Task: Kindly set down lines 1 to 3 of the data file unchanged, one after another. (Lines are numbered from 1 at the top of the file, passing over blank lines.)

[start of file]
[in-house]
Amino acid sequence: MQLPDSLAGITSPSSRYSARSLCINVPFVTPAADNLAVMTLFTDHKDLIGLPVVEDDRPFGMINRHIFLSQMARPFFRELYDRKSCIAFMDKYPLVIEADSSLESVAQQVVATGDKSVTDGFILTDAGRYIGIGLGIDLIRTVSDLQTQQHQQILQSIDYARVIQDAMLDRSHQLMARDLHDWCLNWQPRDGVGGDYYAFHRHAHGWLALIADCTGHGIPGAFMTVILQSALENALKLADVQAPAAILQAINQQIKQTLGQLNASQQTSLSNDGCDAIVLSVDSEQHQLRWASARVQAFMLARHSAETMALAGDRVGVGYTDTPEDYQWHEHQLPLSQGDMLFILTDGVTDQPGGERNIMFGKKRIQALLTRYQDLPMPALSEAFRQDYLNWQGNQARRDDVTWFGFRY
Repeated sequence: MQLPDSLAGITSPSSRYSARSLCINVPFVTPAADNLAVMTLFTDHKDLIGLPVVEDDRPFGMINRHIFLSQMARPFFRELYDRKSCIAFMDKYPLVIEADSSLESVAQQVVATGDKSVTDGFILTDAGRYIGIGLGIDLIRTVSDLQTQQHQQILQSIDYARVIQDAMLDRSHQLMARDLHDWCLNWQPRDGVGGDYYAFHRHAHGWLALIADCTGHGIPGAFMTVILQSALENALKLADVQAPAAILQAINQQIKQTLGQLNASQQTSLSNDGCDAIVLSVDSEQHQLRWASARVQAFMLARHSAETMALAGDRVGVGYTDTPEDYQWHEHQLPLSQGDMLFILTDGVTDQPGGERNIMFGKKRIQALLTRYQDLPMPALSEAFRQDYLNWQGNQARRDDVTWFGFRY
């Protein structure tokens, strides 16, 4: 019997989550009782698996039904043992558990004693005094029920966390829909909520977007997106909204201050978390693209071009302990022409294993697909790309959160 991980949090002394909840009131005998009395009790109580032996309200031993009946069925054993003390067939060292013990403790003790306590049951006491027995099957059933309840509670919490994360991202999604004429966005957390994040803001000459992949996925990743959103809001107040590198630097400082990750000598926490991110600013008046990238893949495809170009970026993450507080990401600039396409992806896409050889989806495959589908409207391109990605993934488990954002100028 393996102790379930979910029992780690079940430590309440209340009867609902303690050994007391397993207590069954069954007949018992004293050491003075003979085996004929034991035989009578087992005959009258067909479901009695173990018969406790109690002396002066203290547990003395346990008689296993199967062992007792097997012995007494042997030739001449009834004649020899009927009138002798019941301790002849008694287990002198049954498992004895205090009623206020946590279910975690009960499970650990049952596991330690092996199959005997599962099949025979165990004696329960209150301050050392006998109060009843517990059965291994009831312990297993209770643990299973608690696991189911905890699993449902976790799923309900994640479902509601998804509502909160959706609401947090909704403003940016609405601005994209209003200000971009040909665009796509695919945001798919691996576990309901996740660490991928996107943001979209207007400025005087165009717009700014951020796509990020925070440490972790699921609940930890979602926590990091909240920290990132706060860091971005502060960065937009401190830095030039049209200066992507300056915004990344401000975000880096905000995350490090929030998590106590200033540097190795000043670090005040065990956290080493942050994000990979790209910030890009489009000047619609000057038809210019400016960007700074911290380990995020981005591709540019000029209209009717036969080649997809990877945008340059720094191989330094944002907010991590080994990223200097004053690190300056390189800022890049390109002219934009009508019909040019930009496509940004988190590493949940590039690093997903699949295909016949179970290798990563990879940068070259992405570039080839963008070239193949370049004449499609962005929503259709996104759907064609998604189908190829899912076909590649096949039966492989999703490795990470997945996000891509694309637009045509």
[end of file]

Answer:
[in-house]
Amino acid sequence: MQLPDSLAGITSPSSRYSARSLCINVPFVTPAADNLAVMTLFTDHKDLIGLPVVEDDRPFGMINRHIFLSQMARPFFRELYDRKSCIAFMDKYPLVIEADSSLESVAQQVVATGDKSVTDGFILTDAGRYIGIGLGIDLIRTVSDLQTQQHQQILQSIDYARVIQDAMLDRSHQLMARDLHDWCLNWQPRDGVGGDYYAFHRHAHGWLALIADCTGHGIPGAFMTVILQSALENALKLADVQAPAAILQAINQQIKQTLGQLNASQQTSLSNDGCDAIVLSVDSEQHQLRWASARVQAFMLARHSAETMALAGDRVGVGYTDTPEDYQWHEHQLPLSQGDMLFILTDGVTDQPGGERNIMFGKKRIQALLTRYQDLPMPALSEAFRQDYLNWQGNQARRDDVTWFGFRY
Repeated sequence: MQLPDSLAGITSPSSRYSARSLCINVPFVTPAADNLAVMTLFTDHKDLIGLPVVEDDRPFGMINRHIFLSQMARPFFRELYDRKSCIAFMDKYPLVIEADSSLESVAQQVVATGDKSVTDGFILTDAGRYIGIGLGIDLIRTVSDLQTQQHQQILQSIDYARVIQDAMLDRSHQLMARDLHDWCLNWQPRDGVGGDYYAFHRHAHGWLALIADCTGHGIPGAFMTVILQSALENALKLADVQAPAAILQAINQQIKQTLGQLNASQQTSLSNDGCDAIVLSVDSEQHQLRWASARVQAFMLARHSAETMALAGDRVGVGYTDTPEDYQWHEHQLPLSQGDMLFILTDGVTDQPGGERNIMFGKKRIQALLTRYQDLPMPALSEAFRQDYLNWQGNQARRDDVTWFGFRY